ATLANTA — Stripped of her congressional committee assignments and causing heartburn for traditional conservatives ahead of next year’s elections, Republican Rep. Marjorie Taylor Greene may actually emerge stronger back home in her deep-red northwest Georgia district.
Greene’s long history of incendiary social media posts — expressing racist views, pushing absurd conspiracy theories and endorsing threats of violence against elected officials — caught up with her Thursday when Democrats, joined by 11 Republicans, removed her from two House committees.
Her rhetoric could make her a liability for the Republican ticket in future elections, in Georgia and beyond. GOP control has already been slipping in Georgia, where Democrats won this latest presidential contest for the first time since 1992 and followed with dual Senate victories in January runoffs, made possible in part by a sizable drop in voting in Greene’s district after she pushed false claims about voter fraud.
Republican Gov. Brian Kemp, for one, is likely to face a tough reelection battle in 2022, potentially facing Democrat Stacey Abrams, whose voter registration campaigns put the state in play.
GOP state Sen. Chuck Hufstetler, who shares some constituents with Greene, says she’s repulsed some educated swing voters who would otherwise vote Republican.
“We need to be a party of ideas, not a party of slogans and sensationalism,” Hufstetler said. “The fringe people push people away and don’t help anybody out.”
Being punished by Democrats, however, is something even Greene’s foes in the staunchly conservative district can’t let go.
“The people here, the voters, voted for her to be there,” said Lydia Hallmark, a Republican activist in Paulding County. “And I will defend that all day long.”
Hallmark said she didn’t support Greene before she won office by running unopposed in November, and won’t defend what Greene said on social media. But she said Republicans who refused to vote for her before are rallying around her now after what they see as a power grab by congressional Democrats.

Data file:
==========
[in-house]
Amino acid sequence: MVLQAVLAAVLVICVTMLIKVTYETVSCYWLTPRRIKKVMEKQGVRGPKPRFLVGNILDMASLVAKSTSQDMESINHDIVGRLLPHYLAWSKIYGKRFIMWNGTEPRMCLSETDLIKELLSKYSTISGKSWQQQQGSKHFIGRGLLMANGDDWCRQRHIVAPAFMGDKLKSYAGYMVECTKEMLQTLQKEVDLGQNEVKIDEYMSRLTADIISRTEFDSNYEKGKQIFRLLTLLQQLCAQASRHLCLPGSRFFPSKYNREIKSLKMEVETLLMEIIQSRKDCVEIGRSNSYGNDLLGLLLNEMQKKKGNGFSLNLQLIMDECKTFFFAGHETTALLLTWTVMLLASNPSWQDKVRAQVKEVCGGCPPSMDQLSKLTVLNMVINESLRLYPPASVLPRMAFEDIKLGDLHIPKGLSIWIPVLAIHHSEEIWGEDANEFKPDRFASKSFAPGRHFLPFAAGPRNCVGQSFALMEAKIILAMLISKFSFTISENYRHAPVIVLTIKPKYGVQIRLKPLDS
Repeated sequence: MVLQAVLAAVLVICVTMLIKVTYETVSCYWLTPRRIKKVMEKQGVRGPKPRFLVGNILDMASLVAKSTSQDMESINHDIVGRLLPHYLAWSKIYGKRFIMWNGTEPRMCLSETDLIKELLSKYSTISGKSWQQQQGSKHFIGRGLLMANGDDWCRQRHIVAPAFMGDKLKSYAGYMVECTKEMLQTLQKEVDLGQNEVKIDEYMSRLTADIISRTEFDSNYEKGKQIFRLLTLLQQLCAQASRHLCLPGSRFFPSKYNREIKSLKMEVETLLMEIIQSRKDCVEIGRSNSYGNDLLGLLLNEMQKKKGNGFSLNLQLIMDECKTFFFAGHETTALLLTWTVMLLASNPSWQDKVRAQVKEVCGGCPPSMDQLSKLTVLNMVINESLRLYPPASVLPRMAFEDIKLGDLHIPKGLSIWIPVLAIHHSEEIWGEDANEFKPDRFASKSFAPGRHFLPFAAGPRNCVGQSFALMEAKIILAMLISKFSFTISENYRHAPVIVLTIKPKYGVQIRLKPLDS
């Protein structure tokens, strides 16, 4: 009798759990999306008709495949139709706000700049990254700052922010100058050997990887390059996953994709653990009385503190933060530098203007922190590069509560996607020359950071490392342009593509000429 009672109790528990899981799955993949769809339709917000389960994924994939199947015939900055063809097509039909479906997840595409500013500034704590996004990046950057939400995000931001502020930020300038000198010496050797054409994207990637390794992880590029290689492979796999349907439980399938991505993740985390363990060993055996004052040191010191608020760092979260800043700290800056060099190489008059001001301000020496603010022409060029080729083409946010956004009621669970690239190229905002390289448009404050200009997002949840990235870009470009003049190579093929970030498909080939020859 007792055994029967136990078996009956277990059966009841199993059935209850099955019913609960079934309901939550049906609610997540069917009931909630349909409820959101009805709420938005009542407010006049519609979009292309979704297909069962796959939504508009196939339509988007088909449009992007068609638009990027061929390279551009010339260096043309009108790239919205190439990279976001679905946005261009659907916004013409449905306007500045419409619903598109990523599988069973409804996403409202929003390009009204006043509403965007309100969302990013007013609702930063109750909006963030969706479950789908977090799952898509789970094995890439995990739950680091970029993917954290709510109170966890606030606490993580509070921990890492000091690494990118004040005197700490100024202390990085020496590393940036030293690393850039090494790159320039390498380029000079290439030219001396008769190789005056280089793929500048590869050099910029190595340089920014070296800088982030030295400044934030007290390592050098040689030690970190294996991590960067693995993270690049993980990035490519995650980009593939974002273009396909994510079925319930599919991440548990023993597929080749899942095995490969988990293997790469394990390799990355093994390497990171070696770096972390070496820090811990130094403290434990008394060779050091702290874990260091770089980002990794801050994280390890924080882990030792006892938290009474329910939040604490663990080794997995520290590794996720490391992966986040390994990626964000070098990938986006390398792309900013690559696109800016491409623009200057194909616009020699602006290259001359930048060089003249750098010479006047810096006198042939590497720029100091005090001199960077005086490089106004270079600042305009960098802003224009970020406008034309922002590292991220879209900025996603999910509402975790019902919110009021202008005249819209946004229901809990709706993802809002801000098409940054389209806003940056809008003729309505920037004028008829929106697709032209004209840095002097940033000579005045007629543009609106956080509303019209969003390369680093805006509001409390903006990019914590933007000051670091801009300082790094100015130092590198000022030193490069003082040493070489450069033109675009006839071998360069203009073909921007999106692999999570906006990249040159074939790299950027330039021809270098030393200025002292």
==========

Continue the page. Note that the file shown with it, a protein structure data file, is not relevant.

“All this is doing is consolidating her 14th District for her,” Hallmark said.
Whether this newfound support will endure through the 2022 elections depends on what Greene does next, Hallmark said. “I think the ball is in her court. It’s how she votes, how she speaks for us and how she conducts herself going forward.”
Atlanta tea party leader Debbie Dooley counts herself among the Georgia Republicans who cringed over Greene’s success last year. She thinks the Democrats have only made Greene stronger.
“Hell, I am defending Greene and that is something I thought I would never do,” Dooley tweeted Thursday, accusing Democrats of creating a double standard by not penalizing some of their own members over controversial statements.
“The Trump grassroots, Republican grassroots in general are sick and tired of weak-kneed, spineless Republicans like Kevin McCarthy and Paul Ryan,” Dooley said. “They want someone who’s a fighter, someone like Donald Trump. And Marjorie Taylor Greene is a fighter.”
Greene herself seems to be embracing the spotlight. A day after distancing herself from some of the conspiracy theories she pushed in a House floor speech and insisting that any social media posts she made before taking office shouldn’t be used against her, she launched fresh invectives against her colleagues.
“I woke up early this morning literally laughing thinking about what a bunch of morons the Democrats (+11) are for giving some one like me free time,” Greene tweeted Friday. She has also been fundraising heavily off the row.
Many top Republicans have either tacitly supported Greene or remained silent, fearing a backlash from the GOP base. Even so, some opposition to Greene lingers.
Neurosurgeon John Cowan, who lost to Greene in last August’s Republican primary, told The Associated Press that he’s mulling a rematch in 2022, though he hasn’t made a final decision. He said Greene’s supporters need to reexamine her statements in light of the deadly assault on the U.S. Capitol.
“We see where this type of disinformation has taken us,” Cowan said. “I think it’s been a bit of a wakeup call.”
Hufstetler, meanwhile said Republicans must do more to clean their own house.
“This should have been taken care of by the Republican Party,” Hufstetler said. “When they let the other party do it, it shows that we’re not taking care of our responsibilities.”
Bynum reported from Savannah, Georgia.
Ben Nadler And Russ Bynum, The Associated Press